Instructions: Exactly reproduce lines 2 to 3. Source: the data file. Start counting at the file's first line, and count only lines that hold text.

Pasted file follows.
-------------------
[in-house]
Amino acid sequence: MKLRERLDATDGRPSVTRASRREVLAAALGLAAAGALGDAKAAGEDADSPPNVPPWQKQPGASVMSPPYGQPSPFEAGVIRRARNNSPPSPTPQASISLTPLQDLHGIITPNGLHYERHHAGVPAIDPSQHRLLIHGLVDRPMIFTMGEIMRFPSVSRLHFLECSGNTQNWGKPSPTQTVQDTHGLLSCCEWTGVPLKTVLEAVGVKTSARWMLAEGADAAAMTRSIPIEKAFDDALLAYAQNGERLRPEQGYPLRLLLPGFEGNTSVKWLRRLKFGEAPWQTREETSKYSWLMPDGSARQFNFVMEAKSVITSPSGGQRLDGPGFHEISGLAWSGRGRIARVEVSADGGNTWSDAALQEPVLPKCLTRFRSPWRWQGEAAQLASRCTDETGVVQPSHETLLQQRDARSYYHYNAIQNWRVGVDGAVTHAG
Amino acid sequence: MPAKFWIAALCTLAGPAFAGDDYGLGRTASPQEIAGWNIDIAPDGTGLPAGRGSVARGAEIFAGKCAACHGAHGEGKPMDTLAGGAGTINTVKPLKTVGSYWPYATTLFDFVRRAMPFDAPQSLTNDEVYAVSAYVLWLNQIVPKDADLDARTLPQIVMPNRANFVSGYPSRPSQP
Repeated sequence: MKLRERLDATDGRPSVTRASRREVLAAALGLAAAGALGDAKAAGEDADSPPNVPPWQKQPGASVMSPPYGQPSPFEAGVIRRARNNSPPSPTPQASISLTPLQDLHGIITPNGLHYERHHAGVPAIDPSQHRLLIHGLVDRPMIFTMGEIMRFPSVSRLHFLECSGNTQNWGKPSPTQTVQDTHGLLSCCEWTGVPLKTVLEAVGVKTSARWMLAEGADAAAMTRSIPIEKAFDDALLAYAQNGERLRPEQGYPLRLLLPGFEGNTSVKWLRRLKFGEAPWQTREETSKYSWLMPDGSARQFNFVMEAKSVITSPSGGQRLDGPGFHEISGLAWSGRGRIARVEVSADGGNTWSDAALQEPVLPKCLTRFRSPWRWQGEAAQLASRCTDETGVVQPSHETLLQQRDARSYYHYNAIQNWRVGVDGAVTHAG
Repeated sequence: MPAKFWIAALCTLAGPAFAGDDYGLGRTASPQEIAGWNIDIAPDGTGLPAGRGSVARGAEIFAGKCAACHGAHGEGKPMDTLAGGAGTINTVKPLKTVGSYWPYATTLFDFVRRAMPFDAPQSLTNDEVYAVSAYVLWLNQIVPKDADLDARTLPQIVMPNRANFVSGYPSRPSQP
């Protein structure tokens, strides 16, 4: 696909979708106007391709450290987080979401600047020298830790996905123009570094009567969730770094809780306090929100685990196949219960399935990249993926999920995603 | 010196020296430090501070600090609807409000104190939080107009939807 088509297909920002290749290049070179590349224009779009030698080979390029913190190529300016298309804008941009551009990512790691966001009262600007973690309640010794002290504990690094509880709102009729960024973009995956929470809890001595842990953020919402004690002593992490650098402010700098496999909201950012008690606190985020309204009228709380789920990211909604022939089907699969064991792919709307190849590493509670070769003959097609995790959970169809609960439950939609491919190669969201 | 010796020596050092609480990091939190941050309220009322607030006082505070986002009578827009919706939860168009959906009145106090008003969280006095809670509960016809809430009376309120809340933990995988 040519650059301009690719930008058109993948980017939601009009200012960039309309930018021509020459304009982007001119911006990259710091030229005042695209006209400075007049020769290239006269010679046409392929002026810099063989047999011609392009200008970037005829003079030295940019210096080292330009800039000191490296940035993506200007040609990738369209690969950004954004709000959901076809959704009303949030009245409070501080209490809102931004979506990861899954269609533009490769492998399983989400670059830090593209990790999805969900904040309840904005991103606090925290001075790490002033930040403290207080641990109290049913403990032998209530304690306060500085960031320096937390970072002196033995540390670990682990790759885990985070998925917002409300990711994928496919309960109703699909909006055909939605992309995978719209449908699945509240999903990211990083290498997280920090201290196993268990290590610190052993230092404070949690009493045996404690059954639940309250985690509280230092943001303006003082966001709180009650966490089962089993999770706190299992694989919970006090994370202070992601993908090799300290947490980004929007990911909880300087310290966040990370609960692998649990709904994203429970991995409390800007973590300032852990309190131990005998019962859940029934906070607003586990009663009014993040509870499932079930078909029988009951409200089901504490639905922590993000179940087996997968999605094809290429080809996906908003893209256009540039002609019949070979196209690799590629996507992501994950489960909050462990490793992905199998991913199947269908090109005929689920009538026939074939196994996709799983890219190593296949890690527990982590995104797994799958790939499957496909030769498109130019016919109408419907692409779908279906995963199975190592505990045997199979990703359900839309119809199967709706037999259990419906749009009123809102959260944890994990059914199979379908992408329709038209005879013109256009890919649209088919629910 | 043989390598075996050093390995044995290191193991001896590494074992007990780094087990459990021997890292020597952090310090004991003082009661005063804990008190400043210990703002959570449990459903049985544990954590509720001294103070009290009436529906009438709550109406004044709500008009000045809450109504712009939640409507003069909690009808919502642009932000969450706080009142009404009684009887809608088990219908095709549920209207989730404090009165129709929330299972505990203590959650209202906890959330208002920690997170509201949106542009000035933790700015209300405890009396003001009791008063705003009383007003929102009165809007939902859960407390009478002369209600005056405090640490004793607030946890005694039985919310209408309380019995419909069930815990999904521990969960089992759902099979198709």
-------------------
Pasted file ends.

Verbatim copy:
Amino acid sequence: MKLRERLDATDGRPSVTRASRREVLAAALGLAAAGALGDAKAAGEDADSPPNVPPWQKQPGASVMSPPYGQPSPFEAGVIRRARNNSPPSPTPQASISLTPLQDLHGIITPNGLHYERHHAGVPAIDPSQHRLLIHGLVDRPMIFTMGEIMRFPSVSRLHFLECSGNTQNWGKPSPTQTVQDTHGLLSCCEWTGVPLKTVLEAVGVKTSARWMLAEGADAAAMTRSIPIEKAFDDALLAYAQNGERLRPEQGYPLRLLLPGFEGNTSVKWLRRLKFGEAPWQTREETSKYSWLMPDGSARQFNFVMEAKSVITSPSGGQRLDGPGFHEISGLAWSGRGRIARVEVSADGGNTWSDAALQEPVLPKCLTRFRSPWRWQGEAAQLASRCTDETGVVQPSHETLLQQRDARSYYHYNAIQNWRVGVDGAVTHAG
Amino acid sequence: MPAKFWIAALCTLAGPAFAGDDYGLGRTASPQEIAGWNIDIAPDGTGLPAGRGSVARGAEIFAGKCAACHGAHGEGKPMDTLAGGAGTINTVKPLKTVGSYWPYATTLFDFVRRAMPFDAPQSLTNDEVYAVSAYVLWLNQIVPKDADLDARTLPQIVMPNRANFVSGYPSRPSQP